- Visit the Parade, a yearly open air summer festival with theatre, comedy, dance, music and other attractions. De Parade is a traveling festival that visits Amsterdam, Utrecht, Rotterdam and the Hague every summer.
- Koningsdag (Kingsday). Visit the festivities for the Dutch royal house on 26 April 18:00 till 27 April 18:00 in the city center (dress code is bright orange).
- Netherlands Film Festival. Usually in the 2nd half of September. For ten days, Utrecht is the Mekka of the Dutch film.
- In November every year the indie rock festival, Le Guess Who, takes place in Tivoli Oude Gracht, Tivoli De Helling, Ekko, DBs and other locations.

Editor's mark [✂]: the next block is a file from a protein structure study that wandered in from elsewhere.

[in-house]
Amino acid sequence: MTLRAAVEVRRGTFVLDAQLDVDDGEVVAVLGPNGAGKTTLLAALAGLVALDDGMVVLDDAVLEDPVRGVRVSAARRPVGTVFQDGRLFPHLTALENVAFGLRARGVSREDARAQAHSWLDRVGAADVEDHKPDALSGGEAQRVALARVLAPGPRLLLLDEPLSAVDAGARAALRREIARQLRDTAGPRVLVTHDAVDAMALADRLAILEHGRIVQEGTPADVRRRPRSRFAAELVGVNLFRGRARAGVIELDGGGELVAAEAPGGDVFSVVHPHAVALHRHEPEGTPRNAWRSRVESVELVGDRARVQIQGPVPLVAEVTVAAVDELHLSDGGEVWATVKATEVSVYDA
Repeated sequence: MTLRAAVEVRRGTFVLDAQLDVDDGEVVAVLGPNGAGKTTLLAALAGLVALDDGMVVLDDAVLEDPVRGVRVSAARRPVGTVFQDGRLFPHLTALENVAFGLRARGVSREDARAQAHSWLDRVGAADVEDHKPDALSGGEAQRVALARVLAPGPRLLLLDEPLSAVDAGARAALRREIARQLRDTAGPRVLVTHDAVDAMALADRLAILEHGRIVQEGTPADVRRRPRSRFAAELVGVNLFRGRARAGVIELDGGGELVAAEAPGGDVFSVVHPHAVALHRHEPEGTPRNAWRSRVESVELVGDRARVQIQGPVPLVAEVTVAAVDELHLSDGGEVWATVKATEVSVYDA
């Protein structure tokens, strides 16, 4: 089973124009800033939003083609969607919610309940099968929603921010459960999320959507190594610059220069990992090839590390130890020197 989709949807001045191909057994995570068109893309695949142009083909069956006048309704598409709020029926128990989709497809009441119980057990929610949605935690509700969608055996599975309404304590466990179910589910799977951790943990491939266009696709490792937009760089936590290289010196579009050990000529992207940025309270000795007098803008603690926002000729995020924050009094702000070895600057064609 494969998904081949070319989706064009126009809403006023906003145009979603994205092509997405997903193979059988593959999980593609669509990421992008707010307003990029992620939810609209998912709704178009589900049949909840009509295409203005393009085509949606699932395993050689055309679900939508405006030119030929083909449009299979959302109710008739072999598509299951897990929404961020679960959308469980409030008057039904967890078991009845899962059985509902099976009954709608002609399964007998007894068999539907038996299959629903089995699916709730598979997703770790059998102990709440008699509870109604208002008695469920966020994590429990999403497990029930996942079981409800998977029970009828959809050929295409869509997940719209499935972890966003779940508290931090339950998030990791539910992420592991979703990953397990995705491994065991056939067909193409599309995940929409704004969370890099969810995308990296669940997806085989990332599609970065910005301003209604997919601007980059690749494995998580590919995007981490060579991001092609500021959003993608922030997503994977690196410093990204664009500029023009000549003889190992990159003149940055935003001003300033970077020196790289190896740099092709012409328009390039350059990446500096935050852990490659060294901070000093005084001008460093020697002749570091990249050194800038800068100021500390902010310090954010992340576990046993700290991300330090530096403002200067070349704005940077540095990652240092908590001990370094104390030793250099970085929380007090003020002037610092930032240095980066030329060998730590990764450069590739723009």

- Utrecht University (Universiteit Utrecht), , ✉ firstname.lastname@example.org. Having just celebrated its 375th anniversary, it has developed into one of Europe’s largest and most prominent institutes of research and education. With 49 Bachelor’s programmes and 109 Master’s programmes in English, Utrecht University offers the broadest spectrum of English language disciplines available in the Netherlands and innovative research and liaises with universities and research Centres all over the world. It has been ranked the Best University in the Netherlands, the 4th best University in Europe, and the 39th best in the world. Utrecht University has been home to many prominent academics, among whom Buys Ballot, Donders, Rudolf Magnus, Van Unnik and Freudenthal. Nobel Prize Winner Gerard ’t Hooft (1999) is affiliated to the Faculty of Physics and Astronomy.
- HU University of Applied Sciences (Hogeschool Utrecht), Padualaan 101, 3584 CH Utrecht, The Netherlands, , ✉ email@example.com.